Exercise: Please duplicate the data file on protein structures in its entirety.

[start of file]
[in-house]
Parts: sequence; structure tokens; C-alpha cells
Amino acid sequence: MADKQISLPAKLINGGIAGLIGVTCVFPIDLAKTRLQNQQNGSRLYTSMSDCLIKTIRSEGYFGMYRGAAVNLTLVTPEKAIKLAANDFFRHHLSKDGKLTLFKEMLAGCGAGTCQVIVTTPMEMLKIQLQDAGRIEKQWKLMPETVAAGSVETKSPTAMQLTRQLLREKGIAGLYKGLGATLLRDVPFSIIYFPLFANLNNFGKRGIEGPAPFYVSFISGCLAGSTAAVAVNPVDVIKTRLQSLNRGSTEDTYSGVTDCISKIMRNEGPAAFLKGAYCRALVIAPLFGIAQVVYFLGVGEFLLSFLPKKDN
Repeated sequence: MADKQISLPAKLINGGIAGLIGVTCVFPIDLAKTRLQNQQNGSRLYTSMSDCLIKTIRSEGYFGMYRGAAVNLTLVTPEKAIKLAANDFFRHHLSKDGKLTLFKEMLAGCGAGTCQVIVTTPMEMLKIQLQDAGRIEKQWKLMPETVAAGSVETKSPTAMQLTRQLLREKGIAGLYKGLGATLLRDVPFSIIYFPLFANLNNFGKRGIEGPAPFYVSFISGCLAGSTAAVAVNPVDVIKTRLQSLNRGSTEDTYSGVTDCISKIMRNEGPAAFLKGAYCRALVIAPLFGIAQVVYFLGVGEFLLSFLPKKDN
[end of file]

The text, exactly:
[in-house]
Parts: sequence; structure tokens; C-alpha cells
Amino acid sequence: MADKQISLPAKLINGGIAGLIGVTCVFPIDLAKTRLQNQQNGSRLYTSMSDCLIKTIRSEGYFGMYRGAAVNLTLVTPEKAIKLAANDFFRHHLSKDGKLTLFKEMLAGCGAGTCQVIVTTPMEMLKIQLQDAGRIEKQWKLMPETVAAGSVETKSPTAMQLTRQLLREKGIAGLYKGLGATLLRDVPFSIIYFPLFANLNNFGKRGIEGPAPFYVSFISGCLAGSTAAVAVNPVDVIKTRLQSLNRGSTEDTYSGVTDCISKIMRNEGPAAFLKGAYCRALVIAPLFGIAQVVYFLGVGEFLLSFLPKKDN
Repeated sequence: MADKQISLPAKLINGGIAGLIGVTCVFPIDLAKTRLQNQQNGSRLYTSMSDCLIKTIRSEGYFGMYRGAAVNLTLVTPEKAIKLAANDFFRHHLSKDGKLTLFKEMLAGCGAGTCQVIVTTPMEMLKIQLQDAGRIEKQWKLMPETVAAGSVETKSPTAMQLTRQLLREKGIAGLYKGLGATLLRDVPFSIIYFPLFANLNNFGKRGIEGPAPFYVSFISGCLAGSTAAVAVNPVDVIKTRLQSLNRGSTEDTYSGVTDCISKIMRNEGPAAFLKGAYCRALVIAPLFGIAQVVYFLGVGEFLLSFLPKKDN